As mentioned above, if the index slides a bit lower, but rebounds from the aforementioned upside line, that may help bring the price back to the 6140 hurdle. ASX 200 might stall there temporarily, but if the bulls are still feeling a bit more comfortable, that may lead to a break of that hurdle, potentially opening the way towards the 6191 and 6200 levels. Those levels mark the current highest point of August and the highest point of June respectively.
Alternatively, if the aforementioned upside line breaks and the price falls below the 6057 zone, marked near the lows of August 14th and 17th, that may change the short-term trend and clear the path to some lower areas. Such a move would also confirm a forthcoming lower low and could send the index to the 6014 obstacle, a break of which might set the stage for a push to the 5978 level, marked by the low of August 7th.
This morning, the Reserve Bank of Australia released its previous meeting minutes, where they have stated that there is no need to adjust their policy, for now. During their last meeting, the Bank kept its cash rate at the same level of +0.25%. However, RBA acknowledges that there are a lot of economic indicators that need to be monitored, in order to be ready to adjust policy, if required. As stated in today’s minutes: “Members commenced their discussion by noting that the economic downturn in Australia over the first half of 2020 was the most severe in many decades: staff estimates suggested a decline in GDP of around 7 per cent and a contraction in hours worked of around 10 per cent”. Also, the Bank is watching the global situation in relation to the COVID-19 and how it affects major and emerging economies. As stated in the minutes: “Members commenced their discussion of the global economy by noting that new COVID-19 cases had increased significantly over the preceding month. Case numbers were high in the United States and in several large emerging market economies. Some countries that had brought case numbers down to low levels, such as Japan and Australia, had experienced fresh outbreaks in July”.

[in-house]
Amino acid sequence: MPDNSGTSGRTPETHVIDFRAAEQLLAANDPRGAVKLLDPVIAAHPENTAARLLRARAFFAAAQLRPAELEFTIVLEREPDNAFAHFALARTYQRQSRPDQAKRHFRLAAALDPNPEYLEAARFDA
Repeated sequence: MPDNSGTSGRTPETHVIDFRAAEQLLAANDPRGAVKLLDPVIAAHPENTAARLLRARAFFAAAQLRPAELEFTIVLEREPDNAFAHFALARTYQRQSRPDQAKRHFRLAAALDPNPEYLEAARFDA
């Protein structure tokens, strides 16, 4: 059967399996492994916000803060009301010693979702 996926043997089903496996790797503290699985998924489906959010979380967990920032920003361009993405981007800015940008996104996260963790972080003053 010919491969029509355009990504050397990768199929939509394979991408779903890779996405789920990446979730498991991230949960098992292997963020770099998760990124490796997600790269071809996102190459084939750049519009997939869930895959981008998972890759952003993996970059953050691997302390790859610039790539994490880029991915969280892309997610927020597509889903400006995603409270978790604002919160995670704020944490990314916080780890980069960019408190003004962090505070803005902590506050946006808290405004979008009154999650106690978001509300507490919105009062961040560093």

AUD/USD is seen climbing higher, while trading above a short-term upside support line drawn from the low of July 14th. The pair is close to the current highest point of August, at 0.7243. Although the near-term outlook looks quite positive, in order to get a bit more comfortable with higher areas, a break of the 0.7243 barrier would be needed.
If AUD/USD gets a push above the 0.7243 barrier, that would confirm a forthcoming higher high, potentially inviting more buyers into the game. The pair might then drift to the 0.7295 zone, marked by the highest point of January 2019. The rate may stall there for a bit, or even correct back down. That said, if it remains above the 0.7243 hurdle, the bulls could try and take advantage of the lower rate and push it back to the 0.7295 area. If this time that area surrenders and breaks, the next possible resistance level might be at 0.7325, which is marked near the highs of November 18th and 19th of 2018, and also marks the inside swing low of December 4th.
On the other hand, to consider the downside scenario, a break of the aforementioned upside line would be required. If the rate continues to slide below the 0.7132 hurdle, that may strengthen the idea of seeing further declines. That’s when we will target the 0.7109 obstacle, a break of which could set the stage for a drop to the current lowest point of August, at 0.7076.
Today, we will receive the US building permits for the month of July, together with the housing starts for the same period. Both numbers are believed to have improved. The building permits are forecasted to have gone from 1.258m to 1295m and the housing starts are expected to have risen from 1186m to 1230m. We believe that the figures will not affect the market significantly.